How Common is Autism Spectrum Disorder and Do Kids Receive Treatment?

JAMA Pediatrics

EMBARGOED FOR RELEASE: 11 A.M. (ET), MONDAY, DECEMBER 3, 2018

Media advisory: To contact corresponding author Wei Bao, M.D., Ph.D., email Tom Snee at Tom-snee@uiowa.edu. The full study is available on the For The Media website.

Want to embed a link to this study in your story? Link will be live at the embargo time http://jamanetwork.com/journals/jamapediatrics/fullarticle/10.1001/jamapediatrics.2018.4208

 

Bottom Line: National survey data for 43,000 U.S. children suggests an estimated 2.8 percent have ever been diagnosed with autism spectrum disorder (ASD) and 2.5 percent currently have ASD. Among 1,115 children with current ASD, almost 30 percent aren’t treated with behavioral therapies or medication. ASD is a neurodevelopmental disorder marked by social impairments, communication difficulties, repetitive behaviors and restricted interests. Symptoms of ASD are often treated with behavioral therapies and medications. Among children with ASD who were treated, almost 64 percent received behavioral treatment and 27 percent received medication. In the study, which used data from the 2016 National Survey of Children’s Health, the frequency of ASD among children varied by state. The study has limitations, including that physician diagnoses of ASD were self-reported by parents. Understanding why some children with ASD don’t receive treatment is important.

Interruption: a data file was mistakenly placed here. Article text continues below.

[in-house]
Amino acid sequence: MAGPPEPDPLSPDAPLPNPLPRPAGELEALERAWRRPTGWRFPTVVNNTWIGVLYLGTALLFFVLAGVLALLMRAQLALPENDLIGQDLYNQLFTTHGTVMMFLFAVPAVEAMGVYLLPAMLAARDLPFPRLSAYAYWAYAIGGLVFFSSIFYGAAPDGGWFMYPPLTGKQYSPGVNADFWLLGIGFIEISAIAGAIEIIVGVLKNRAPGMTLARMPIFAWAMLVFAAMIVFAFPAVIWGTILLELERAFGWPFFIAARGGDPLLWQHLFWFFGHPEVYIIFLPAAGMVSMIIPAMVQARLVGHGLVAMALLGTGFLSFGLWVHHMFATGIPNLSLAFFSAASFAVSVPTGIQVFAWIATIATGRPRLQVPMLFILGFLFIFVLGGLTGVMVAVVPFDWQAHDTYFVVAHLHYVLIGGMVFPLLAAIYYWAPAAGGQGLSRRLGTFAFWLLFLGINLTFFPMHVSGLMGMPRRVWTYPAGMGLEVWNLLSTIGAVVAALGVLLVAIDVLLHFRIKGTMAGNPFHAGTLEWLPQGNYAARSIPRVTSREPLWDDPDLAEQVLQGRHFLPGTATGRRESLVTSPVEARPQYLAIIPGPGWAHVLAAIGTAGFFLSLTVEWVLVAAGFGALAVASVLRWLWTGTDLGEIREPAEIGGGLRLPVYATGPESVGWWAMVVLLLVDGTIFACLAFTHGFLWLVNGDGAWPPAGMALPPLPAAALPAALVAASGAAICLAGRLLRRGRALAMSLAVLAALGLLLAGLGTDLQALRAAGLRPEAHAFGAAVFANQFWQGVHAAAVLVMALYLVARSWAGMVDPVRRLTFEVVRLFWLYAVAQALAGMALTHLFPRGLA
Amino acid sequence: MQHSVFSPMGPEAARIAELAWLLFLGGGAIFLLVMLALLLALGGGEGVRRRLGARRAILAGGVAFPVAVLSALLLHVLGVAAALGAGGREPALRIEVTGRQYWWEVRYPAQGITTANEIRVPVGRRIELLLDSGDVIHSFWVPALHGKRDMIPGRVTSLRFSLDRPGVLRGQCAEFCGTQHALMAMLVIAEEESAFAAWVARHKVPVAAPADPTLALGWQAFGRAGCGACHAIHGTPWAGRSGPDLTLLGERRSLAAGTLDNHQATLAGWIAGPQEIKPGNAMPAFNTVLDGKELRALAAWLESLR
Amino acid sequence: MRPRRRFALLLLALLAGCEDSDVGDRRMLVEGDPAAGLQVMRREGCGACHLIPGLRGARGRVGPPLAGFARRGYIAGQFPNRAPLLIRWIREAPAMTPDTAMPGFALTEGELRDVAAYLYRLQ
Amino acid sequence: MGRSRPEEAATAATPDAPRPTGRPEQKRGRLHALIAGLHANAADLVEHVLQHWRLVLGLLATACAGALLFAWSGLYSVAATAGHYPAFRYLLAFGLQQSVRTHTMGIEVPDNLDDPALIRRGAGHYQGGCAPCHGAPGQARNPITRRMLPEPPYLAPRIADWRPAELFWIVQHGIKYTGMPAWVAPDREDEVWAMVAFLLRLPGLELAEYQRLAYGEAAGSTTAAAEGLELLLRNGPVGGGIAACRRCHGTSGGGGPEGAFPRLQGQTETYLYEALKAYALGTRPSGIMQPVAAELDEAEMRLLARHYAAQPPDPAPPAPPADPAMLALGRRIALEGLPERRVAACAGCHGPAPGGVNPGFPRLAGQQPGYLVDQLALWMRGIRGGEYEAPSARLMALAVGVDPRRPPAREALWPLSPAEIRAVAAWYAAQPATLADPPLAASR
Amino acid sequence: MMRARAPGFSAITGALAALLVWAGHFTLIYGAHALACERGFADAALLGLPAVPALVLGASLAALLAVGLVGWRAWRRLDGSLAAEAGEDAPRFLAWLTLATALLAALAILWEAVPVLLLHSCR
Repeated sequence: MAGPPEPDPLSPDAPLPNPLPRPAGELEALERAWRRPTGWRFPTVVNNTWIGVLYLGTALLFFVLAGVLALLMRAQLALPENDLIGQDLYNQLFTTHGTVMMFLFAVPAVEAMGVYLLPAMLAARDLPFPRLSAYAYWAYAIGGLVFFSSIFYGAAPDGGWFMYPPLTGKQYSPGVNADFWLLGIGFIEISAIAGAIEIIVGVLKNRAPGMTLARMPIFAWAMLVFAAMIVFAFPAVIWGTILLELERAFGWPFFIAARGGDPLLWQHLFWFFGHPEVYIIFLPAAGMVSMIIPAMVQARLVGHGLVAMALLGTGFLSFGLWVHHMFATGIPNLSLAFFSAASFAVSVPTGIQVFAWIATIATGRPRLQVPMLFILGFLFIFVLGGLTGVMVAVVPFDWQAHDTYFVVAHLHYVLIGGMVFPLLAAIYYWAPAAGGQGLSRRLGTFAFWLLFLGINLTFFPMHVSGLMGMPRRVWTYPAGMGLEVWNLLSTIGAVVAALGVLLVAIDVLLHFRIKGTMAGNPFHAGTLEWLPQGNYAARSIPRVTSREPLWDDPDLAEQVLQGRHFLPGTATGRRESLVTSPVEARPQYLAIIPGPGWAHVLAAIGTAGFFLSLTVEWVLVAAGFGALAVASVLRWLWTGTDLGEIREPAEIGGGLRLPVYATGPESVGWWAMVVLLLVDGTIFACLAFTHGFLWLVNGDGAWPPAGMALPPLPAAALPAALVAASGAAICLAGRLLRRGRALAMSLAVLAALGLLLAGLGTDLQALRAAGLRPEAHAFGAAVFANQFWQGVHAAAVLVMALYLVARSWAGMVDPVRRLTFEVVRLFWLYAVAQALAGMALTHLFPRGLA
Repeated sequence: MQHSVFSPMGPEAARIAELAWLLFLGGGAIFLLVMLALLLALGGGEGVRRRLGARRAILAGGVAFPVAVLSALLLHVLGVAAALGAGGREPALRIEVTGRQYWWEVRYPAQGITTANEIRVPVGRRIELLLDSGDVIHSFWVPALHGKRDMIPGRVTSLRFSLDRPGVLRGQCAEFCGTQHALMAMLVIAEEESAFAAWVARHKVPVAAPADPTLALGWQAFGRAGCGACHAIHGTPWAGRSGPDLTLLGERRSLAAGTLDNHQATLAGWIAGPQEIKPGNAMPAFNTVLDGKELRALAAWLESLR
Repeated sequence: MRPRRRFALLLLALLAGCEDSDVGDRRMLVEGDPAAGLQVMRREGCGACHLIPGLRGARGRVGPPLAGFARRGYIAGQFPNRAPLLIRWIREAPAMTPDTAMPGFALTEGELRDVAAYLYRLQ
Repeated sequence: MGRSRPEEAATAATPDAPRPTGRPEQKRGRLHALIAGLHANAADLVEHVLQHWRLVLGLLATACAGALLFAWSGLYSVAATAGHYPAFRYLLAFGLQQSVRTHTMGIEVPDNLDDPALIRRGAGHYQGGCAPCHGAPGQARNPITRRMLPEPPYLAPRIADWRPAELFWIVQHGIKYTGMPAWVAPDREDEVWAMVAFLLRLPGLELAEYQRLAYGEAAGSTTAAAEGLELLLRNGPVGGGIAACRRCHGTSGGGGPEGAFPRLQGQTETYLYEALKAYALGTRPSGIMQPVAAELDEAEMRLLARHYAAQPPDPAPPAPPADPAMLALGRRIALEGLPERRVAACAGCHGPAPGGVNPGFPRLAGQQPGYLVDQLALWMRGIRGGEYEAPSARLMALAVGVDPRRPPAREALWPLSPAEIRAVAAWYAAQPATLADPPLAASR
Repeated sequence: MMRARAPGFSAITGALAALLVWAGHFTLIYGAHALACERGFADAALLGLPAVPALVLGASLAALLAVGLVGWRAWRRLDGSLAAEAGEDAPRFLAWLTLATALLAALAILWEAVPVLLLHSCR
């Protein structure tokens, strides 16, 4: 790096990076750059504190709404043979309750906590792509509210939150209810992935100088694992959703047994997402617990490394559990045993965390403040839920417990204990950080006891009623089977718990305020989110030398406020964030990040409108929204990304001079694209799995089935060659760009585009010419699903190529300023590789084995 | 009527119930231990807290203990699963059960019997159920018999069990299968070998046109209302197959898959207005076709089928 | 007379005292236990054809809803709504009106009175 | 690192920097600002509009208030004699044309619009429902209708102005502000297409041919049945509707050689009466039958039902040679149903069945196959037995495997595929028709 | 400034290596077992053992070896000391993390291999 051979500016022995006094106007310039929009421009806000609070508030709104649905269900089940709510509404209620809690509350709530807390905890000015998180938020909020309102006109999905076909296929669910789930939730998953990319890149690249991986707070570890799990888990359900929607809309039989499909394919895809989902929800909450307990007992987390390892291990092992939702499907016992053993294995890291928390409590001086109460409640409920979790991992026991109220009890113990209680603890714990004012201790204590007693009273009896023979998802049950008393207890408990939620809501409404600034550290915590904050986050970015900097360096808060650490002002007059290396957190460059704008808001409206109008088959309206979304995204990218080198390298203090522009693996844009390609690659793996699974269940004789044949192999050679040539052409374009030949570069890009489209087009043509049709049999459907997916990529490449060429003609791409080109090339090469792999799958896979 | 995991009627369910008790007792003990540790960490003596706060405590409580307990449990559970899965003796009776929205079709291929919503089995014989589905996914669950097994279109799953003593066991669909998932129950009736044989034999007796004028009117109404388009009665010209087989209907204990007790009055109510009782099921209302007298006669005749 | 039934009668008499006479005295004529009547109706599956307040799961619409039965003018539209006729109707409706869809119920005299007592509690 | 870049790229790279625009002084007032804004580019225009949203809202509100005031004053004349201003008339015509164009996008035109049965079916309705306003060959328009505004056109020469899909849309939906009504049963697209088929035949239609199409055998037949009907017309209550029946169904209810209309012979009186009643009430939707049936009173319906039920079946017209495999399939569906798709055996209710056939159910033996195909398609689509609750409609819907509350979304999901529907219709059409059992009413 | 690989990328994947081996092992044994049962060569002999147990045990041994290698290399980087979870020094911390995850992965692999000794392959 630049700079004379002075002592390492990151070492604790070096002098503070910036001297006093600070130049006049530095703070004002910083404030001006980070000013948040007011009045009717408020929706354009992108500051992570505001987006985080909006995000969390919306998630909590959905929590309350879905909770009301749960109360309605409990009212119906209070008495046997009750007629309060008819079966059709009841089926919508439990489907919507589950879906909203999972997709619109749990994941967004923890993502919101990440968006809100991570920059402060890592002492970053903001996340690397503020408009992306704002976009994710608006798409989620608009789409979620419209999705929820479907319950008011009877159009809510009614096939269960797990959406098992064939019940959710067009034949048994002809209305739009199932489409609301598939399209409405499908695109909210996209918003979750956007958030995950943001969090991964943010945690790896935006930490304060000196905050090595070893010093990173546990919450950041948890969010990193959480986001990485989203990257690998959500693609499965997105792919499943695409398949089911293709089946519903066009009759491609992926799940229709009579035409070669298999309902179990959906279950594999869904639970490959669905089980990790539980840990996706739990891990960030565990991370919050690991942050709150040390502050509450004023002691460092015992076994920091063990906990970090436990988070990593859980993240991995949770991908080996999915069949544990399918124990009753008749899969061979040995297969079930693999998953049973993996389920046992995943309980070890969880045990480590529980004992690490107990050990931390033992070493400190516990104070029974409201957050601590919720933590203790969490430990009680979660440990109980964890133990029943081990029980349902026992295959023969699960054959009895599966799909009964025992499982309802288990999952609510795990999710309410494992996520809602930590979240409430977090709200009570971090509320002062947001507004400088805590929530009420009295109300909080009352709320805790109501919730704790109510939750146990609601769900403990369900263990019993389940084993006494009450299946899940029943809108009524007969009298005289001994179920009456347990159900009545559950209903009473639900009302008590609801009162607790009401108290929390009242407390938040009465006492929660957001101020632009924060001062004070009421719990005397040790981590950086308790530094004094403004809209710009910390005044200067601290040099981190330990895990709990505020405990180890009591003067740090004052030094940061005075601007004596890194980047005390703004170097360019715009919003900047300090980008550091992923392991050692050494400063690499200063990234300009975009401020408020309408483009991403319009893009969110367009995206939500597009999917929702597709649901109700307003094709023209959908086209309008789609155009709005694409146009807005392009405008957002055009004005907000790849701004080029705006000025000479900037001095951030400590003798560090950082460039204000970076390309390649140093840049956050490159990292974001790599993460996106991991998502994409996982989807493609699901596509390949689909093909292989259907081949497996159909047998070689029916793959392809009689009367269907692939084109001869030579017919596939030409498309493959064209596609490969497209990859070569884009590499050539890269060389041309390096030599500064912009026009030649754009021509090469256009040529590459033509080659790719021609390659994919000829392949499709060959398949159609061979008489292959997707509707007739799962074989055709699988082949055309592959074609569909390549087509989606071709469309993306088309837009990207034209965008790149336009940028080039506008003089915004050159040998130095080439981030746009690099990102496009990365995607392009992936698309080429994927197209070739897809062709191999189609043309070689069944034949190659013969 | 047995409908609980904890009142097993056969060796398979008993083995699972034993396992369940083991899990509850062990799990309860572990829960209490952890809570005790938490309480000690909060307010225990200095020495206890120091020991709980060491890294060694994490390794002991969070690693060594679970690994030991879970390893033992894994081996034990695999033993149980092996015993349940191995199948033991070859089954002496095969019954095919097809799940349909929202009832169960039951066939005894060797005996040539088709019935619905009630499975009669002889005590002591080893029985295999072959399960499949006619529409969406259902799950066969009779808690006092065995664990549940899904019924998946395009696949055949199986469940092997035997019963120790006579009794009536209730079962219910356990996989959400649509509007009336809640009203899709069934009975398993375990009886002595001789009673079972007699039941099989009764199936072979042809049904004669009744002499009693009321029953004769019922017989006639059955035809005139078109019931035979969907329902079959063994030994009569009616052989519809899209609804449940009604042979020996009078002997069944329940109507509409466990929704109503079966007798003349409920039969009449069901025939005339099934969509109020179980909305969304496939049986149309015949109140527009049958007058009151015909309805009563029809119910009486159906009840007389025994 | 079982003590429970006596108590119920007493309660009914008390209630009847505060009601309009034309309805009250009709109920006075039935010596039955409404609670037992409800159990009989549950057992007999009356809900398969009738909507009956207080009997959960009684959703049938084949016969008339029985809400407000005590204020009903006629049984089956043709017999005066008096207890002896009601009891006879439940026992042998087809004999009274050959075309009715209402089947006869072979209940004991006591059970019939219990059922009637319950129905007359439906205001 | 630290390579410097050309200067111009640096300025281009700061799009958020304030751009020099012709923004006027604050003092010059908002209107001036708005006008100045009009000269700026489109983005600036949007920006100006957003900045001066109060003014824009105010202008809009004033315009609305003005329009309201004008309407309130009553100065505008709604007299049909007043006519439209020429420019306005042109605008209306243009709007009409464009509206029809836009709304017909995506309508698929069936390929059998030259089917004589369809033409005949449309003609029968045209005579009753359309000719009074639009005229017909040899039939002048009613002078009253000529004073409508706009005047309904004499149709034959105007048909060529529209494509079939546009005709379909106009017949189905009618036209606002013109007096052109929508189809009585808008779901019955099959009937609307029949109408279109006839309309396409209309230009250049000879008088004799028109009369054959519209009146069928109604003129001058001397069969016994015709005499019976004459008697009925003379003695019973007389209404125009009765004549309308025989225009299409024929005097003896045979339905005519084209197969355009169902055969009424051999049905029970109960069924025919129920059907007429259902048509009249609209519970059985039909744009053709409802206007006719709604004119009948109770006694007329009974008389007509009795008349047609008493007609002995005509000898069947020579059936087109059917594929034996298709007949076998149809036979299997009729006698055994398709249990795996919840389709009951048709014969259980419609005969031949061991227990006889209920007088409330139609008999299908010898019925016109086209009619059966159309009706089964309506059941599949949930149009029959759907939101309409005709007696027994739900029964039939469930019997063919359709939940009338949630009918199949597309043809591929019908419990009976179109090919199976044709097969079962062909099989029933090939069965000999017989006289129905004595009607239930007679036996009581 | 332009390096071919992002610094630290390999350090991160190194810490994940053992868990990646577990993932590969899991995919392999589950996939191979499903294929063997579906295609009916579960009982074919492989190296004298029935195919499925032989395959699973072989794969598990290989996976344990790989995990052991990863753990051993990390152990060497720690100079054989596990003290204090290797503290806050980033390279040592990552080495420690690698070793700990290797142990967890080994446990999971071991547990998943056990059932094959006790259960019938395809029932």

Authors: Wei Bao, M.D., Ph.D., of the University of Iowa, Iowa City, and coauthors

 

To Learn More: All the articles are available on the For The Media website.

(doi:10.1001/jamapediatrics.2018.4208)

Editor’s Note: Please see the article for additional information, including other authors, author contributions and affiliations, financial disclosures, funding and support, etc.

#  #  #

For more information, contact JAMA Network Media Relations at 312-464-JAMA (5262) or email mediarelations@jamanetwork.org.